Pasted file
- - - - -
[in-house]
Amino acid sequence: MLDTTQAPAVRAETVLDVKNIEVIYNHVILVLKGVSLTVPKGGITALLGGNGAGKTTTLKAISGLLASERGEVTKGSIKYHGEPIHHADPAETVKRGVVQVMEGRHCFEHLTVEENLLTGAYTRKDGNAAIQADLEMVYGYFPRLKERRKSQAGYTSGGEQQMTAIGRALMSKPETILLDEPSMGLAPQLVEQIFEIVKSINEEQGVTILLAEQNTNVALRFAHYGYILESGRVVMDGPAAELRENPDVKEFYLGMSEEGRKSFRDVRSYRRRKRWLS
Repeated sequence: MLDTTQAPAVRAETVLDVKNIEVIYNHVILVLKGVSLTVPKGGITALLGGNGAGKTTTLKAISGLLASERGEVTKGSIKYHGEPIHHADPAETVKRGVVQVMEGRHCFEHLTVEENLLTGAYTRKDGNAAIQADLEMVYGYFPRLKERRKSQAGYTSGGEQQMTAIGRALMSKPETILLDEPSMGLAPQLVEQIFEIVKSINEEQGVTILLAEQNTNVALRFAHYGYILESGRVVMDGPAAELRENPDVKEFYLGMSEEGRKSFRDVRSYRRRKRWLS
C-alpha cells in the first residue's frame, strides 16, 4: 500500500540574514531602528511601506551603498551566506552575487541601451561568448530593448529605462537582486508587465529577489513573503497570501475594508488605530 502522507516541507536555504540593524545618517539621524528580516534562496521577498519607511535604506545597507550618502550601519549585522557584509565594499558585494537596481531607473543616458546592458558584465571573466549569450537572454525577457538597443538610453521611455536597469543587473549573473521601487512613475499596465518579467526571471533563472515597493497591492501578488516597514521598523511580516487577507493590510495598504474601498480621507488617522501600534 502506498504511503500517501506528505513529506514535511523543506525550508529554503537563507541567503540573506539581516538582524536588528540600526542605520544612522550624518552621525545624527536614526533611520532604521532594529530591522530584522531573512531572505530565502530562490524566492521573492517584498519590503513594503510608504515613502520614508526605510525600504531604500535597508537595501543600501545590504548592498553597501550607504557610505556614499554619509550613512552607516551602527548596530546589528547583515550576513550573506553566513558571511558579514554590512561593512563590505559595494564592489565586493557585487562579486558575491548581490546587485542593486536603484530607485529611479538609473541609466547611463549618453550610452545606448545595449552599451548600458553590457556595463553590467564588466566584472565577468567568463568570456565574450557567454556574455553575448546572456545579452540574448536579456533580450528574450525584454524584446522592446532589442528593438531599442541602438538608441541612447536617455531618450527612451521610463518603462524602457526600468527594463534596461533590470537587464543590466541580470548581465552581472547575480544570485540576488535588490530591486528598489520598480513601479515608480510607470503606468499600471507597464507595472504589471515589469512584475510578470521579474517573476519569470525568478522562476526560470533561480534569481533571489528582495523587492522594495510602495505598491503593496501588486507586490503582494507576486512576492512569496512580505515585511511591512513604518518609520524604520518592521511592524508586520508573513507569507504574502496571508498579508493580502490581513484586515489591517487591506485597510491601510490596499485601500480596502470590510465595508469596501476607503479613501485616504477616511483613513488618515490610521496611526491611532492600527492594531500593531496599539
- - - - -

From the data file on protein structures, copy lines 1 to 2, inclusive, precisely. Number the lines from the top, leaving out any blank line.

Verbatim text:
[in-house]
Amino acid sequence: MLDTTQAPAVRAETVLDVKNIEVIYNHVILVLKGVSLTVPKGGITALLGGNGAGKTTTLKAISGLLASERGEVTKGSIKYHGEPIHHADPAETVKRGVVQVMEGRHCFEHLTVEENLLTGAYTRKDGNAAIQADLEMVYGYFPRLKERRKSQAGYTSGGEQQMTAIGRALMSKPETILLDEPSMGLAPQLVEQIFEIVKSINEEQGVTILLAEQNTNVALRFAHYGYILESGRVVMDGPAAELRENPDVKEFYLGMSEEGRKSFRDVRSYRRRKRWLS